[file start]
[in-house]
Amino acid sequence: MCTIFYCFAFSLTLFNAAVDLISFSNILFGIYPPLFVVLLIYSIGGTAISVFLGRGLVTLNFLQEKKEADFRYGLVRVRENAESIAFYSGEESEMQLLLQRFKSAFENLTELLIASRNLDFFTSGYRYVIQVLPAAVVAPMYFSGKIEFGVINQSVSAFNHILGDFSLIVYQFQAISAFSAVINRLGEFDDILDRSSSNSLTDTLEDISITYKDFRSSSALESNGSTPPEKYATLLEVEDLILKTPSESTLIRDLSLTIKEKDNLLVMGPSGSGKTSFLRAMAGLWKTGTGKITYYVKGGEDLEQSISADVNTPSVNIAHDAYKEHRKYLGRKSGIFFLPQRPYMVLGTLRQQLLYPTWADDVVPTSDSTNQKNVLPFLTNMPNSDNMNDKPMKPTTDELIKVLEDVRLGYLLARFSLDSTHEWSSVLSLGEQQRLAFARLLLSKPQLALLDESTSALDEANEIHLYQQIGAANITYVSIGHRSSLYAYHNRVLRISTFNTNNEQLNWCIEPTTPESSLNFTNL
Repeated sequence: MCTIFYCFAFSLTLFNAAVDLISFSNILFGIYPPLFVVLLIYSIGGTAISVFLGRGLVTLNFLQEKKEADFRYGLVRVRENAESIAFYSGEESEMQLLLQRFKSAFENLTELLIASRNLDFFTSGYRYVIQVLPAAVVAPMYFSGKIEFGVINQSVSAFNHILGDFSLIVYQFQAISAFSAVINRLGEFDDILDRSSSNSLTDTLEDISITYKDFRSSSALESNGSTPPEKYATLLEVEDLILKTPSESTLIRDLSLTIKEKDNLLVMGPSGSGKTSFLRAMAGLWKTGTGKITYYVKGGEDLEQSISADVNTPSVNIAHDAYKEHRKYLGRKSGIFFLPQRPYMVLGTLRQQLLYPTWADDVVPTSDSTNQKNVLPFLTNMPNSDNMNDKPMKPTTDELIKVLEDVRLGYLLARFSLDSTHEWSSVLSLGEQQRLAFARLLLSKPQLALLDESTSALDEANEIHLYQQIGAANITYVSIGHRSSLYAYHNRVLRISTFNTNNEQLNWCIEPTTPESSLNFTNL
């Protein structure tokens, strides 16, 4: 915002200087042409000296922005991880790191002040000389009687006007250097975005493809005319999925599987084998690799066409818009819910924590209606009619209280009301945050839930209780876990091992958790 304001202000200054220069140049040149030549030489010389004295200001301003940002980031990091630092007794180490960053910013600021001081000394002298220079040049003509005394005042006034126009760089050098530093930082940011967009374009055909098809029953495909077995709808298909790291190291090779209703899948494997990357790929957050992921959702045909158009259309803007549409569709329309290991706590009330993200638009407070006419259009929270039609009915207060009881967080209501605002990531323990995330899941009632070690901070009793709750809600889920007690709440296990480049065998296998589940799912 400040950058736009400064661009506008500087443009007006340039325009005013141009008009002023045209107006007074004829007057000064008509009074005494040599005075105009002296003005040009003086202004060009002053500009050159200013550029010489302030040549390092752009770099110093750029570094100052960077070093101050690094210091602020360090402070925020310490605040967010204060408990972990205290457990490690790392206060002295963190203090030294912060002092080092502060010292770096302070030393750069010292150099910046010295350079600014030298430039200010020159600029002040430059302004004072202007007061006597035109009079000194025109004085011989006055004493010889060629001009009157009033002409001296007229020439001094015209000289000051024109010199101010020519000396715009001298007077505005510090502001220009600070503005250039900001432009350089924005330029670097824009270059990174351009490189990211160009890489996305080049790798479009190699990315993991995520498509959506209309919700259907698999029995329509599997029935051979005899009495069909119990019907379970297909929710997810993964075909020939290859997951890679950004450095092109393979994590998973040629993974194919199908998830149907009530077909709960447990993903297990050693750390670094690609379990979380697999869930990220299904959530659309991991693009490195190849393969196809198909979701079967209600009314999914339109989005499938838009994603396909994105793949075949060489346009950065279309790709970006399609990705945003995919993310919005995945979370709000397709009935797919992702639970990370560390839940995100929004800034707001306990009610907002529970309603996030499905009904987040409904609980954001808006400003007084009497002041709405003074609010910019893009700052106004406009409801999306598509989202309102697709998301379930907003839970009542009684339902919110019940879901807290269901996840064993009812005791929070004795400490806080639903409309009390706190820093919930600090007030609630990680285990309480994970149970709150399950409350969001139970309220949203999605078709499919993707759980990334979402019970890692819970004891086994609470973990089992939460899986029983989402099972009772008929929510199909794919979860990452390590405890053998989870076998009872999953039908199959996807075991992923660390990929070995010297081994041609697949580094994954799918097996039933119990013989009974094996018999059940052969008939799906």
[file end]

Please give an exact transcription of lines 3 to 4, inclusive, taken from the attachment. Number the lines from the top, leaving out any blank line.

Repeated sequence: MCTIFYCFAFSLTLFNAAVDLISFSNILFGIYPPLFVVLLIYSIGGTAISVFLGRGLVTLNFLQEKKEADFRYGLVRVRENAESIAFYSGEESEMQLLLQRFKSAFENLTELLIASRNLDFFTSGYRYVIQVLPAAVVAPMYFSGKIEFGVINQSVSAFNHILGDFSLIVYQFQAISAFSAVINRLGEFDDILDRSSSNSLTDTLEDISITYKDFRSSSALESNGSTPPEKYATLLEVEDLILKTPSESTLIRDLSLTIKEKDNLLVMGPSGSGKTSFLRAMAGLWKTGTGKITYYVKGGEDLEQSISADVNTPSVNIAHDAYKEHRKYLGRKSGIFFLPQRPYMVLGTLRQQLLYPTWADDVVPTSDSTNQKNVLPFLTNMPNSDNMNDKPMKPTTDELIKVLEDVRLGYLLARFSLDSTHEWSSVLSLGEQQRLAFARLLLSKPQLALLDESTSALDEANEIHLYQQIGAANITYVSIGHRSSLYAYHNRVLRISTFNTNNEQLNWCIEPTTPESSLNFTNL
């Protein structure tokens, strides 16, 4: 915002200087042409000296922005991880790191002040000389009687006007250097975005493809005319999925599987084998690799066409818009819910924590209606009619209280009301945050839930209780876990091992958790 304001202000200054220069140049040149030549030489010389004295200001301003940002980031990091630092007794180490960053910013600021001081000394002298220079040049003509005394005042006034126009760089050098530093930082940011967009374009055909098809029953495909077995709808298909790291190291090779209703899948494997990357790929957050992921959702045909158009259309803007549409569709329309290991706590009330993200638009407070006419259009929270039609009915207060009881967080209501605002990531323990995330899941009632070690901070009793709750809600889920007690709440296990480049065998296998589940799912 400040950058736009400064661009506008500087443009007006340039325009005013141009008009002023045209107006007074004829007057000064008509009074005494040599005075105009002296003005040009003086202004060009002053500009050159200013550029010489302030040549390092752009770099110093750029570094100052960077070093101050690094210091602020360090402070925020310490605040967010204060408990972990205290457990490690790392206060002295963190203090030294912060002092080092502060010292770096302070030393750069010292150099910046010295350079600014030298430039200010020159600029002040430059302004004072202007007061006597035109009079000194025109004085011989006055004493010889060629001009009157009033002409001296007229020439001094015209000289000051024109010199101010020519000396715009001298007077505005510090502001220009600070503005250039900001432009350089924005330029670097824009270059990174351009490189990211160009890489996305080049790798479009190699990315993991995520498509959506209309919700259907698999029995329509599997029935051979005899009495069909119990019907379970297909929710997810993964075909020939290859997951890679950004450095092109393979994590998973040629993974194919199908998830149907009530077909709960447990993903297990050693750390670094690609379990979380697999869930990220299904959530659309991991693009490195190849393969196809198909979701079967209600009314999914339109989005499938838009994603396909994105793949075949060489346009950065279309790709970006399609990705945003995919993310919005995945979370709000397709009935797919992702639970990370560390839940995100929004800034707001306990009610907002529970309603996030499905009904987040409904609980954001808006400003007084009497002041709405003074609010910019893009700052106004406009409801999306598509989202309102697709998301379930907003839970009542009684339902919110019940879901807290269901996840064993009812005791929070004795400490806080639903409309009390706190820093919930600090007030609630990680285990309480994970149970709150399950409350969001139970309220949203999605078709499919993707759980990334979402019970890692819970004891086994609470973990089992939460899986029983989402099972009772008929929510199909794919979860990452390590405890053998989870076998009872999953039908199959996807075991992923660390990929070995010297081994041609697949580094994954799918097996039933119990013989009974094996018999059940052969008939799906």